How to Tell the Difference Between African and Asian Elephants

You may have heard of the African and Asian elephants, but do you know what distinguishes one from the other, and how they are the same?  There are two species of elephants, who in total are divided into six sub-species. These two species are the African and Asian elephants.  Read on to find out how you can identify each species and what makes each unique!

Full Grown African Elephant
African Elephant


African elephants live in both rain forest climates and savannah climates, and are divided into subspecies depending on which they live in. Savannah elephants live across 37 countries in Africa. Asian elephants live across much of Southeast Asia, India, Sri Lanka, and China. Unfortunately, both are threatened by habitat loss, as the climate continues to get warmer and their forests and homes are destroyed or built up.



Both elephants’ diet consists heavily of grasses and leaves. They also can eat roots or bark or, depending where they live, bamboo. Further, elephants have been known to eat from crops of sugarcane or bananas. All elephants need to eat a lot, and adult elephants eat up to 400 pounds of food every day. African elephants are browsers, though, meaning they select the most nutritious food in their area to eat, while Asian elephants are grazers, eating more food which is of lower nutritional value.


Adult Asian Elephant Eating
Asian elephant with domed head and smaller ears.

African elephants have larger ears than Asian elephants, due to them living in hotter areas. Heat can be emitted through the skin of the ears allowing the African elephants to stay cooler.  This is very similar to other animals we have talked about like the jackrabbit.  African elephants also have skin which is more wrinkled than that of an Asian elephant. The shape of an elephant’s head can also be a clue as to their species.  Asian elephants have a domed head, whereas African elephants do not.  Check out the photo on the right of the Asian elephant.


Large Tusks of Adult Elephant

With African elephants, both male and female elephants grow tusks, but with Asian elephants only the males do and not all of them. Did you know that tusks are actually large incisor teeth?  These very long teeth are used in foraging for food and in play, but also as a defense. The tusks continuously grow throughout an elephant’s life, and so individuals in captivity who are not able to engage in the types of activities which in the wild naturally wear away at their tusks, must have someone trim their tusks routinely to prevent them from growing too large. Also, it is thought that most elephants prefer one tusk for performing activities than the other, just as humans use one hand over the other. Unfortunately, poachers are still targeting elephants for their tusks.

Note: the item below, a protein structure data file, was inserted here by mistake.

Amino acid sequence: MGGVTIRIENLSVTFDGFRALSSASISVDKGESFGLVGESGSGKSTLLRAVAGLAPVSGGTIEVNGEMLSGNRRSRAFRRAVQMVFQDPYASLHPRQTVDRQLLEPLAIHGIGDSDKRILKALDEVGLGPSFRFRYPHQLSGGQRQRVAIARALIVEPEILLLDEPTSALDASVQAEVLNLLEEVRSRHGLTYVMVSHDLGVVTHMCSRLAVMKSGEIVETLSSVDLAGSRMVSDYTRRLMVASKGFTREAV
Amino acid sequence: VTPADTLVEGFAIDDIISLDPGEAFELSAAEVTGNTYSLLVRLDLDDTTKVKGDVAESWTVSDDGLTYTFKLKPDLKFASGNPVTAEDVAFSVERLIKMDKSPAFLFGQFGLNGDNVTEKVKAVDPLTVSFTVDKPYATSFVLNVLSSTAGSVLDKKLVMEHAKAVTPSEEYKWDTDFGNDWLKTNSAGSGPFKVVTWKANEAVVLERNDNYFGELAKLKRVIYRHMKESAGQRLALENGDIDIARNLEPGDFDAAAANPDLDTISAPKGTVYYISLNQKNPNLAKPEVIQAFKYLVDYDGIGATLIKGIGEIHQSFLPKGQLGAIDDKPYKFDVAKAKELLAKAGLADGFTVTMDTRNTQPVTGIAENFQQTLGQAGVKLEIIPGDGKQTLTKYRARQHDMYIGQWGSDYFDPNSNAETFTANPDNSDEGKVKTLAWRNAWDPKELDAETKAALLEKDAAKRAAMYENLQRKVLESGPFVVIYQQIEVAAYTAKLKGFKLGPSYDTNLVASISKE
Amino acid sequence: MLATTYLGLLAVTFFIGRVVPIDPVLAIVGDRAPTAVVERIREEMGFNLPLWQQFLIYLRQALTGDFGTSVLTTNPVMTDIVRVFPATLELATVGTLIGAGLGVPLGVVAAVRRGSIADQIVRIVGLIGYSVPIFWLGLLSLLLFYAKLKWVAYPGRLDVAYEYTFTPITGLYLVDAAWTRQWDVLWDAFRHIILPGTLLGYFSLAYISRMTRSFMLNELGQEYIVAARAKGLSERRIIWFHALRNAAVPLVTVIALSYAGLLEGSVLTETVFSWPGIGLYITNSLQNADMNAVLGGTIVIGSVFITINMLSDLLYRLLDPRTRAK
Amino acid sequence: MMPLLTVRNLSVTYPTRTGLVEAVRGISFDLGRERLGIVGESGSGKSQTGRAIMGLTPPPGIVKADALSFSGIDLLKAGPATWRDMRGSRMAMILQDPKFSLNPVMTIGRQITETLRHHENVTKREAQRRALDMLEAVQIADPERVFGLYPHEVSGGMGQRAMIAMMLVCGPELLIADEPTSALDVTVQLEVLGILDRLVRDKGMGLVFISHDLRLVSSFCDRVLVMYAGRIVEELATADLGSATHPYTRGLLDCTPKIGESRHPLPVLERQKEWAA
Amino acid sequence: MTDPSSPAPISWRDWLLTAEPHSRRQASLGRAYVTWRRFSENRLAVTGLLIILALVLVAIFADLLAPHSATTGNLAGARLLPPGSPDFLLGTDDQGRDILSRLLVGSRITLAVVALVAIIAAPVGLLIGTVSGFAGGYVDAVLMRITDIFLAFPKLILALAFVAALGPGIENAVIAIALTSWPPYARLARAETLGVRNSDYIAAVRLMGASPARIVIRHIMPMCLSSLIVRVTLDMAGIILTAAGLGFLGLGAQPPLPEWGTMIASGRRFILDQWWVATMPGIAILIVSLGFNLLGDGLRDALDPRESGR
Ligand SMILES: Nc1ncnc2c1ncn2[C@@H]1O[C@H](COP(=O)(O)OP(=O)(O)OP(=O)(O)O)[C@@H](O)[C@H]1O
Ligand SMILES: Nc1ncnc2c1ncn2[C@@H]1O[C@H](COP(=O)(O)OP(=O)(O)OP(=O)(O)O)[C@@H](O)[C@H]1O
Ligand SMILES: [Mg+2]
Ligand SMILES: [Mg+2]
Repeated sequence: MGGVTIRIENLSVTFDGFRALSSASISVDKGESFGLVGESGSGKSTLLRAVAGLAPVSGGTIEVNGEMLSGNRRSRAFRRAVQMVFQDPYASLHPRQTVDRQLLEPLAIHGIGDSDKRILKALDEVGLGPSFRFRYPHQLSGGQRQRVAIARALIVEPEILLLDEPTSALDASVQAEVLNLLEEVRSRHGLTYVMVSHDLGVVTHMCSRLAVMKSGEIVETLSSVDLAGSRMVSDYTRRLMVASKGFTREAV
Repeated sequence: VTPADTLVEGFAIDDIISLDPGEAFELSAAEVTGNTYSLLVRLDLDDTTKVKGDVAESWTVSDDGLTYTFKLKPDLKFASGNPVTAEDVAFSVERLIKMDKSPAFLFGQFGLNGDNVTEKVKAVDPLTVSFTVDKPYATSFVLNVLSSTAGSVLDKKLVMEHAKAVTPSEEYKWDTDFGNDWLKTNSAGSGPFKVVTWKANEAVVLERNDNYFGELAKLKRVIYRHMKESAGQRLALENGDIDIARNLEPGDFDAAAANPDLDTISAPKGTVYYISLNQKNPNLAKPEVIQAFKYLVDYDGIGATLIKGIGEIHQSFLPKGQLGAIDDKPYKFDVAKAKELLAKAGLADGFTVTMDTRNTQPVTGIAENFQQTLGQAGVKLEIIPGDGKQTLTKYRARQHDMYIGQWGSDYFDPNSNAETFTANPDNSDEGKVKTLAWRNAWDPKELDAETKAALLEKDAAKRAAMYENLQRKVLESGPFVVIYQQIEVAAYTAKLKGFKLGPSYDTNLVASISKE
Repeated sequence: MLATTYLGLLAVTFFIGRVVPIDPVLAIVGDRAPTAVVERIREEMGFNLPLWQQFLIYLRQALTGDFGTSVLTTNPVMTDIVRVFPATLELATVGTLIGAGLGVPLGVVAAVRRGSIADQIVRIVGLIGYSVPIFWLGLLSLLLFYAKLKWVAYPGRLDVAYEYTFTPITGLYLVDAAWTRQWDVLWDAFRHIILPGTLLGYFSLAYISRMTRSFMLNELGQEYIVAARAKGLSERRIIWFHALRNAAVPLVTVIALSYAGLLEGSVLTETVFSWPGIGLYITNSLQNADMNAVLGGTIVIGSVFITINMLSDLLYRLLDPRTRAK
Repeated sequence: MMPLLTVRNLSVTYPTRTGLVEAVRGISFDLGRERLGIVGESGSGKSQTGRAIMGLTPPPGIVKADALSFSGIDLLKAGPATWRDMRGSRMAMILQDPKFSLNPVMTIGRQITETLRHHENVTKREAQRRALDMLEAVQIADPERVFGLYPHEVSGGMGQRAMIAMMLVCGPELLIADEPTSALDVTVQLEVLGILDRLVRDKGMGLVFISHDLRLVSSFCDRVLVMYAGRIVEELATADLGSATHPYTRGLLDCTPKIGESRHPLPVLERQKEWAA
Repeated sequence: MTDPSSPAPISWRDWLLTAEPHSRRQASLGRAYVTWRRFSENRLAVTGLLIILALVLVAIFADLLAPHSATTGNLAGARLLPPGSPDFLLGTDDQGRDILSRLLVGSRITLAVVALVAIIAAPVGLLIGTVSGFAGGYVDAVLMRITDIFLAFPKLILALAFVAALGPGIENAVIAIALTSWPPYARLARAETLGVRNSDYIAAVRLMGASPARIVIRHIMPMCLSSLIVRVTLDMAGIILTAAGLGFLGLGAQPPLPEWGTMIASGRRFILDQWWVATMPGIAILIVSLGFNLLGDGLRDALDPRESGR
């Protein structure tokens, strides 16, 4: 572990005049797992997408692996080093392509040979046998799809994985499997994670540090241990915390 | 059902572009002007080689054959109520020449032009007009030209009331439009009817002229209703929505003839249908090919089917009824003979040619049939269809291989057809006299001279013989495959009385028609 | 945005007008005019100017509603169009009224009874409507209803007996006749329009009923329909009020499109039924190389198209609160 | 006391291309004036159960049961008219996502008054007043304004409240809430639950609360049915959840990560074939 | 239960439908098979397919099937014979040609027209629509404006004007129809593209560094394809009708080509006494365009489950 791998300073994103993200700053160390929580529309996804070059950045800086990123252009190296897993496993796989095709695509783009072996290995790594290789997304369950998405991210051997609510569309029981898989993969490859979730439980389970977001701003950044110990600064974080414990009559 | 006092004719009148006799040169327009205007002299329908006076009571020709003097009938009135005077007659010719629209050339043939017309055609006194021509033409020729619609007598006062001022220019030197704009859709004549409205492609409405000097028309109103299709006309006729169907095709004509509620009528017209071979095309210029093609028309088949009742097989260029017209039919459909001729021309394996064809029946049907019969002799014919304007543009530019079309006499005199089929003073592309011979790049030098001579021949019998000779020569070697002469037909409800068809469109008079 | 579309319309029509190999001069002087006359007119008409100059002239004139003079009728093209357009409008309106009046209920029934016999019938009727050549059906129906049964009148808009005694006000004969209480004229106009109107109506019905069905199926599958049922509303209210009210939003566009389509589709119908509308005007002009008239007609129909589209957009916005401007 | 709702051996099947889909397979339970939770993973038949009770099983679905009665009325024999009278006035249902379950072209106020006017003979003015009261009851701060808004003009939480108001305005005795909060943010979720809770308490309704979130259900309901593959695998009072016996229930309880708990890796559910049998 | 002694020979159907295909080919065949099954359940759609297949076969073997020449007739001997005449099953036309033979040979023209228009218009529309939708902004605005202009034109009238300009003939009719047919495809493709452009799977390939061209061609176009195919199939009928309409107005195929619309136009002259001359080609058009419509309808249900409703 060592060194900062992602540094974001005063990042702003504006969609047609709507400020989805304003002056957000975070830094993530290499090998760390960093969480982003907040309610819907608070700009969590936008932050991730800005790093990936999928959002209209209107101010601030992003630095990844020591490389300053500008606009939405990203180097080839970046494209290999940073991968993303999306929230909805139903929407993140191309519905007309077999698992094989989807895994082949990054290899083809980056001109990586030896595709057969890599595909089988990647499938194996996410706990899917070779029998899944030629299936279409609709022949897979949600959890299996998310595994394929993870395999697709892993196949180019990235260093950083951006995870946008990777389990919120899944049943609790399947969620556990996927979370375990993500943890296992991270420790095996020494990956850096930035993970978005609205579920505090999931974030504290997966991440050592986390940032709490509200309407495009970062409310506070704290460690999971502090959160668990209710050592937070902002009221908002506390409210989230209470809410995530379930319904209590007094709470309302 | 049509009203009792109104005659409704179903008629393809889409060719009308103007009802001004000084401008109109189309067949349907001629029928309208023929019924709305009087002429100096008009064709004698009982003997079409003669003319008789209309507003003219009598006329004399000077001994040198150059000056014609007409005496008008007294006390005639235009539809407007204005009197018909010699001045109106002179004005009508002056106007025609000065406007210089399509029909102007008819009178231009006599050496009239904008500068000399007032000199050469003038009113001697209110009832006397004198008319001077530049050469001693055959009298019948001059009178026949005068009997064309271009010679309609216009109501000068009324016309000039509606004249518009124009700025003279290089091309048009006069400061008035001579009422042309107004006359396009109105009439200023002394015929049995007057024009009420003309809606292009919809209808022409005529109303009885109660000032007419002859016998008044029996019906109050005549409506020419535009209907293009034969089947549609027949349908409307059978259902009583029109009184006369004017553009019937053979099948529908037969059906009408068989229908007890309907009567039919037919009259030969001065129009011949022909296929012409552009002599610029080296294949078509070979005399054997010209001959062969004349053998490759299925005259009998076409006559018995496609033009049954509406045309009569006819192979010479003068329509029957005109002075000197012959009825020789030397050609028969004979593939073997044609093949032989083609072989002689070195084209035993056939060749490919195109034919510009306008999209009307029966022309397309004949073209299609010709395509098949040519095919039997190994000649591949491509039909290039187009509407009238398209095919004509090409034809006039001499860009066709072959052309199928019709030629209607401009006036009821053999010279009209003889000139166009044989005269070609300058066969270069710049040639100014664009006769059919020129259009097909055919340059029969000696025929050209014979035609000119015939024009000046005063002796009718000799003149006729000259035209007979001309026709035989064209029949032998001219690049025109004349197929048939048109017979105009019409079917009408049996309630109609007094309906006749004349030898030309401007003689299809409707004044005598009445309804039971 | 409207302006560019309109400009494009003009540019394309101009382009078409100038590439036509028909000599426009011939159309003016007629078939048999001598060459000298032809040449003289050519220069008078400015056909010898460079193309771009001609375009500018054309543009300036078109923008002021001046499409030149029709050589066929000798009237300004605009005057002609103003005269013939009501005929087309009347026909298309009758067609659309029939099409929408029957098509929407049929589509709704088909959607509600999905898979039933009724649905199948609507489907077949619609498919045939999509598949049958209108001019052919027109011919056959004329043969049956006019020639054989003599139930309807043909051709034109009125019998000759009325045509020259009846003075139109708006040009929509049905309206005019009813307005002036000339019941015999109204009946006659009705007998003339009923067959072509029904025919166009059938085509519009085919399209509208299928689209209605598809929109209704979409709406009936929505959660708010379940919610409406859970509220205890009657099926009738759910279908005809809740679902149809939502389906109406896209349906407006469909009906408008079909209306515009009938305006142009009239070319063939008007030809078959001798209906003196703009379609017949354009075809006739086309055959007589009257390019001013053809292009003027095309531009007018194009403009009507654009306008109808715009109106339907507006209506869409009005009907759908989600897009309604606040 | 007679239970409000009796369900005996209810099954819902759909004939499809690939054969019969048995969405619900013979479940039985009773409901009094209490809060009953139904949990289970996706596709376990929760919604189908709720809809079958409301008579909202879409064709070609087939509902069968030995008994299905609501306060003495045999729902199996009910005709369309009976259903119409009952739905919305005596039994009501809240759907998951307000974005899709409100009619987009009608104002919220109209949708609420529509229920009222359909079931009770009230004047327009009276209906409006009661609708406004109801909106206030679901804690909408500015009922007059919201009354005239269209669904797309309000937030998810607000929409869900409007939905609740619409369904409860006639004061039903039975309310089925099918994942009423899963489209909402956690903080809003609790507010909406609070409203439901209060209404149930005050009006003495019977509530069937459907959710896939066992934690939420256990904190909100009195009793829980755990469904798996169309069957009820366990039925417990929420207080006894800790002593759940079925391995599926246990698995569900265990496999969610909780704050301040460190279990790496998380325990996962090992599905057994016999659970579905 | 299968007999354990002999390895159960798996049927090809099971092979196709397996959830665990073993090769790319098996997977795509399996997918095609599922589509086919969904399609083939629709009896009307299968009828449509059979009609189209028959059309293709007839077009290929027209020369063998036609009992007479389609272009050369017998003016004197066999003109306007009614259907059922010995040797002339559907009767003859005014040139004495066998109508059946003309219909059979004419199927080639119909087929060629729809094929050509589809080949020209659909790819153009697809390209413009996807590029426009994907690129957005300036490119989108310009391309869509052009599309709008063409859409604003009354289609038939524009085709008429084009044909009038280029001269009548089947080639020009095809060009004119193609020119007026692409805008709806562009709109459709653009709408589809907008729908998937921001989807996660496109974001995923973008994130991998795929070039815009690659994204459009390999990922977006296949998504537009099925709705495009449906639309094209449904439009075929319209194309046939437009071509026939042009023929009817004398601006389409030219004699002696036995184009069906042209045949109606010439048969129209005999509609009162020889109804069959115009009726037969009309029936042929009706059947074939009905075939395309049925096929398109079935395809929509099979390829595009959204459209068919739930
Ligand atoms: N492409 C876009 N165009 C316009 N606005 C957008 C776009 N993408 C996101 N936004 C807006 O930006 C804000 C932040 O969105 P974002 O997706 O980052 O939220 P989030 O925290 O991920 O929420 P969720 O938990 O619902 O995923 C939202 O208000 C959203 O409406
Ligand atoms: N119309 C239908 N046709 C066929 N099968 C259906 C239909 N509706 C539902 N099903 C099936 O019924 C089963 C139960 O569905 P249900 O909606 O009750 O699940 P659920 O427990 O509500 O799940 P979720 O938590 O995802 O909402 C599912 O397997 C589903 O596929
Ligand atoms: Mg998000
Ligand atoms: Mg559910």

Adult and Baby African ElephantsElephants live in tightly-knit matriarchal groups called herds, the leader of which is always female and called the matriarch. The herds can range in size between 10 individuals to 100. Elephant herds are made up of related female elephants, and their male offspring until they reach between 12 and 15 years of age. At that point, the males leave the herd to either form a small group of other males or to live on their own.


It has recently been discovered that elephants communicate with one another or with other groups by using a sub-sonic rumble (sub-sonic means it is produced travelling at a slower speed than sound travels through the air). Other elephants receive the information through the ground via the sensitive skin on the bottoms of their feet.

I hope you found these facts about elephants interesting. Did you already know some of them or were they all new to you? Leave a comment below if you have any questions or requests. Thank you for reading and, until next time, goodbye!

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4 thoughts on “How to Tell the Difference Between African and Asian Elephants”

  1. Hello,
    Great read! As usual when reading your blog, I’ve learned so much.
    Do you know why the African elephant has more wrinkled skin than the Asian? Also, why does the Asian elephant have a domed head?
    Based on how herds are structured, it sounds to me like a Colonel Hathi-led group of elephants (from Disney’s Jungle Book) wouldn’t really exist in the wild. True?

    1. True, elephant groups would really be led by the females in the wild.

      African elephants live in hotter climates than Asian elephants and their wrinkled skin keeps them cooler because it retains water and mud after baths for longer. As for why Asian elephants have a domed head, I can find no reason for its evolution.

      Thank you for your questions an for reading! 🙂

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